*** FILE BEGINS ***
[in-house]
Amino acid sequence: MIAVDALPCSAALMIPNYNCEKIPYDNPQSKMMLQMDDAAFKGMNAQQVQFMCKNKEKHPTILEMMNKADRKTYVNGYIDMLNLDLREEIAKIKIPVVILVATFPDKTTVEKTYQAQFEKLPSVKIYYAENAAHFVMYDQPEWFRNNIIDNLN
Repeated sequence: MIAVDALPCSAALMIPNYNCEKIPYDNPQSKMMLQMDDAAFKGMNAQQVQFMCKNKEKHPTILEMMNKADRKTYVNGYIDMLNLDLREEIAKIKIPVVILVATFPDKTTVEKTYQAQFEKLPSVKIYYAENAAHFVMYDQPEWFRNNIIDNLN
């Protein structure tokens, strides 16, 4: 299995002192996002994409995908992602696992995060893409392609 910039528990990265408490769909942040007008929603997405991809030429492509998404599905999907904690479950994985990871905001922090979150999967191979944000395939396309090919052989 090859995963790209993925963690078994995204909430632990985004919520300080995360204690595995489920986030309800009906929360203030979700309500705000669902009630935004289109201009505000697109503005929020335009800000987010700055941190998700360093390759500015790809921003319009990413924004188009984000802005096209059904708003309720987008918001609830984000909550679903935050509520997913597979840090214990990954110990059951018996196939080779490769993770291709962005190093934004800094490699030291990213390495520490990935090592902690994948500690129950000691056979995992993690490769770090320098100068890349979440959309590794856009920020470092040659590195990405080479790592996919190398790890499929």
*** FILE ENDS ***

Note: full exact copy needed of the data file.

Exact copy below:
[in-house]
Amino acid sequence: MIAVDALPCSAALMIPNYNCEKIPYDNPQSKMMLQMDDAAFKGMNAQQVQFMCKNKEKHPTILEMMNKADRKTYVNGYIDMLNLDLREEIAKIKIPVVILVATFPDKTTVEKTYQAQFEKLPSVKIYYAENAAHFVMYDQPEWFRNNIIDNLN
Repeated sequence: MIAVDALPCSAALMIPNYNCEKIPYDNPQSKMMLQMDDAAFKGMNAQQVQFMCKNKEKHPTILEMMNKADRKTYVNGYIDMLNLDLREEIAKIKIPVVILVATFPDKTTVEKTYQAQFEKLPSVKIYYAENAAHFVMYDQPEWFRNNIIDNLN
């Protein structure tokens, strides 16, 4: 299995002192996002994409995908992602696992995060893409392609 910039528990990265408490769909942040007008929603997405991809030429492509998404599905999907904690479950994985990871905001922090979150999967191979944000395939396309090919052989 090859995963790209993925963690078994995204909430632990985004919520300080995360204690595995489920986030309800009906929360203030979700309500705000669902009630935004289109201009505000697109503005929020335009800000987010700055941190998700360093390759500015790809921003319009990413924004188009984000802005096209059904708003309720987008918001609830984000909550679903935050509520997913597979840090214990990954110990059951018996196939080779490769993770291709962005190093934004800094490699030291990213390495520490990935090592902690994948500690129950000691056979995992993690490769770090320098100068890349979440959309590794856009920020470092040659590195990405080479790592996919190398790890499929």